A Prayer for my Daughter

W. B. Yeats

 
Once more the storm is howling, and half hid
Under this cradle-hood and coverlid
My child sleeps on.  There is no obstacle
But Gregory's wood and one bare hill
Whereby the haystack- and roof-levelling wind,
Bred on the Atlantic, can be stayed;
And for an hour I have walked and prayed
Because of the great gloom that is in my mind.
I have walked and prayed for this young child an hour
And heard the sea-wind scream upon the tower,
And under the arches of the bridge, and scream
In the elms above the flooded stream;
Imagining in excited reverie
That the future years had come,
Dancing to a frenzied drum,
Out of the murderous innocence of the sea.
May she be granted beauty and yet not
Beauty to make a stranger's eye distraught,
Or hers before a looking-glass, for such,
Being made beautiful overmuch,
Consider beauty a sufficient end,
Lose natural kindness and maybe
The heart-revealing intimacy
That chooses right, and never find a friend.
Helen being chosen found life flat and dull
And later had much trouble from a fool,
While that great Queen, that rose out of the spray,
Being fatherless could have her way
Yet chose a bandy-leggèd smith for man.
It's certain that fine women eat
A crazy salad with their meat
Whereby the Horn of Plenty is undone.
In courtesy I'd have her chiefly learned;
Hearts are not had as a gift but hearts are earned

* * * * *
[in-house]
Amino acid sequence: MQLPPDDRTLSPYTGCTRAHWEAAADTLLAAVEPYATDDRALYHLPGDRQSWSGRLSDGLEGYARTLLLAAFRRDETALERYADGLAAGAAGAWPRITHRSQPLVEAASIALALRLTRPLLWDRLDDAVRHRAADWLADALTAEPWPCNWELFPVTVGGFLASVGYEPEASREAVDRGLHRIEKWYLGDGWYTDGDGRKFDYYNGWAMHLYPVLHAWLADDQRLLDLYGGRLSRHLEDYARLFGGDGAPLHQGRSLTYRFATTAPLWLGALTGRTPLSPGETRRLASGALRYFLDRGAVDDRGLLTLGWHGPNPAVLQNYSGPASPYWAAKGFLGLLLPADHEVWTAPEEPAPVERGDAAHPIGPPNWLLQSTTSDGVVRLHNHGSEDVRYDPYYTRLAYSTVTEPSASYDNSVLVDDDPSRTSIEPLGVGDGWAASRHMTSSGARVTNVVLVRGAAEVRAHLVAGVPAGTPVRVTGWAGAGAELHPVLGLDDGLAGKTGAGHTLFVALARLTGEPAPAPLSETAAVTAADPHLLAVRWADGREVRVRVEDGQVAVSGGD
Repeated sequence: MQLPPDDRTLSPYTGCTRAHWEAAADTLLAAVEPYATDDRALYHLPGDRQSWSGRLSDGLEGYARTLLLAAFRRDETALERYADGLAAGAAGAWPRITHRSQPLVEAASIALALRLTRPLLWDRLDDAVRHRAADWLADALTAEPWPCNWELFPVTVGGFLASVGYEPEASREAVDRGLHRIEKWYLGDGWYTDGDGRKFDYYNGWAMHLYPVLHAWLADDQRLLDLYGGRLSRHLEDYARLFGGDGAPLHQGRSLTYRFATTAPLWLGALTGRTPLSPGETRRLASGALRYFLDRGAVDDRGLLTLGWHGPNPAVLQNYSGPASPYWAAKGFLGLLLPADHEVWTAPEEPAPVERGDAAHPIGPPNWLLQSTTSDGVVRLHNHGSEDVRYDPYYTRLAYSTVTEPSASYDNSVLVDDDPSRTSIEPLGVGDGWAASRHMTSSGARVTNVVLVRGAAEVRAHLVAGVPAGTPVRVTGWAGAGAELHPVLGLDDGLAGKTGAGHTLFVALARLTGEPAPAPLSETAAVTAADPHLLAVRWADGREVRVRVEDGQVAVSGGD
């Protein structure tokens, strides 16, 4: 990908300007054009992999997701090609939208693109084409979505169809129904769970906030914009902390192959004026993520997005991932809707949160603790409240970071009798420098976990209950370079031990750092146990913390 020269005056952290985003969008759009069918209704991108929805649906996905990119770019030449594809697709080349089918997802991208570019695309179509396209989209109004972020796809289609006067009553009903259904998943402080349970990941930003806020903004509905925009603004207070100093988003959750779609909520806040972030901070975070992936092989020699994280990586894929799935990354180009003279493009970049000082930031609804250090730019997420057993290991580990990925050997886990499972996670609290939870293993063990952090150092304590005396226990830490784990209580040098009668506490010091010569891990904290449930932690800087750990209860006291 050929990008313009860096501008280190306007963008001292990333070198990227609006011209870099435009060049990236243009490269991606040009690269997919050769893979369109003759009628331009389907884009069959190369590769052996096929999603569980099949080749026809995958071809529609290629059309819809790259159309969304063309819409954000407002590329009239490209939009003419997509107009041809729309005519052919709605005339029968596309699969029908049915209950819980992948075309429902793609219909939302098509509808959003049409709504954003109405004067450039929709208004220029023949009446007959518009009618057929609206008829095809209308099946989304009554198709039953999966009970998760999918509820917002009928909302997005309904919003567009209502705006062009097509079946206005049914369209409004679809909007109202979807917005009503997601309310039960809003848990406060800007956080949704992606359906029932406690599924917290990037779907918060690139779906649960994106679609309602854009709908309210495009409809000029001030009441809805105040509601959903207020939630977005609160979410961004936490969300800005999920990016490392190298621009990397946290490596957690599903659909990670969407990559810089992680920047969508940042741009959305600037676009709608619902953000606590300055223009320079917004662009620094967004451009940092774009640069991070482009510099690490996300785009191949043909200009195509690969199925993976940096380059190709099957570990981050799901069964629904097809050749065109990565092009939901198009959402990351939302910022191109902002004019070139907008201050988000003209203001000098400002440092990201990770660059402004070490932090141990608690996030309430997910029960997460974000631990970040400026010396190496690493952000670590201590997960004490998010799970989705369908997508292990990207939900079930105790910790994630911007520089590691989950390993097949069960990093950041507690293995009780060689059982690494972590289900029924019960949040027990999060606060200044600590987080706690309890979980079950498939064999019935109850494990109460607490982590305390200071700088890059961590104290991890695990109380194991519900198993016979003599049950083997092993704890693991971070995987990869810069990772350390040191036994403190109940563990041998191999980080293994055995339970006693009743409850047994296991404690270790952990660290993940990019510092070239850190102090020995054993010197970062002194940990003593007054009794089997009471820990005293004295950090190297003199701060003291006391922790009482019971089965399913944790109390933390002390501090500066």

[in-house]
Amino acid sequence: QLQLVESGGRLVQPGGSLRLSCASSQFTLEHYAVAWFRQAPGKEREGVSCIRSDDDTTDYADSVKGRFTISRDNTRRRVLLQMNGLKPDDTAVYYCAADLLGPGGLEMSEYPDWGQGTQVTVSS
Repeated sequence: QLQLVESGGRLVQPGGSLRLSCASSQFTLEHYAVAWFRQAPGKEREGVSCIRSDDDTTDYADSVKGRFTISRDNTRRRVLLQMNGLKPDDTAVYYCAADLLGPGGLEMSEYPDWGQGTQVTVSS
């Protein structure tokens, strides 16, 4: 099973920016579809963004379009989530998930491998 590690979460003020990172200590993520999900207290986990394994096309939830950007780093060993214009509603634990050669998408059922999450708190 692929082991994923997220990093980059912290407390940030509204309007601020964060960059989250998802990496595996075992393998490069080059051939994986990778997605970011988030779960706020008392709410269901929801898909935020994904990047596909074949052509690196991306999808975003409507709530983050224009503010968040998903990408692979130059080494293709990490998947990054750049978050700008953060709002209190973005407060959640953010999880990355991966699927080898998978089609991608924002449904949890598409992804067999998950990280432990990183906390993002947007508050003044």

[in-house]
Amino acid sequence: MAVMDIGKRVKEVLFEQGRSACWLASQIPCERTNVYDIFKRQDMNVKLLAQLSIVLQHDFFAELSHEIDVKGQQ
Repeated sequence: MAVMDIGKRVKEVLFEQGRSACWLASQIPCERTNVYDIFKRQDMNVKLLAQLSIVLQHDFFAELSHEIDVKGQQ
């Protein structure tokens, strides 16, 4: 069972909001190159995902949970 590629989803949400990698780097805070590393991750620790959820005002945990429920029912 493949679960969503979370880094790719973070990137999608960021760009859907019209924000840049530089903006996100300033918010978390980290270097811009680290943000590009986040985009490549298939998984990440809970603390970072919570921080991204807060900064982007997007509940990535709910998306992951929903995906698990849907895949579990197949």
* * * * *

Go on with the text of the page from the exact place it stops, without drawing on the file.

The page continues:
By those that are not entirely beautiful;
Yet many, that have played the fool
For beauty's very self, has charm made wise,
And many a poor man that has roved,
Loved and thought himself beloved,
From a glad kindness cannot take his eyes.
May she become a flourishing hidden tree
That all her thoughts may like the linnet be,
And have no business but dispensing round
Their magnanimities of sound,
Nor but in merriment begin a chase,
Nor but in merriment a quarrel.
O may she live like some green laurel
Rooted in one dear perpetual place.
My mind, because the minds that I have loved,
The sort of beauty that I have approved,
Prosper but little, has dried up of late,
Yet knows that to be choked with hate
May well be of all evil chances chief.
If there's no hatred in a mind
Assault and battery of the wind
Can never tear the linnet from the leaf.
An intellectual hatred is the worst,
So let her think opinions are accursed.
Have I not seen the loveliest woman born
Out of the mouth of Plenty's horn,
Because of her opinionated mind
Barter that horn and every good
By quiet natures understood
For an old bellows full of angry wind?
Considering that, all hatred driven hence,
The soul recovers radical innocence
And learns at last that it is self-delighting,
Self-appeasing, self-affrighting,
And that its own sweet will is Heaven's will;
She can, though every face should scowl
And every windy quarter howl
Or every bellows burst, be happy still.
And may her bridegroom bring her to a house
Where all's accustomed, ceremonious;
For arrogance and hatred are the wares
Peddled in the thoroughfares.
How but in custom and in ceremony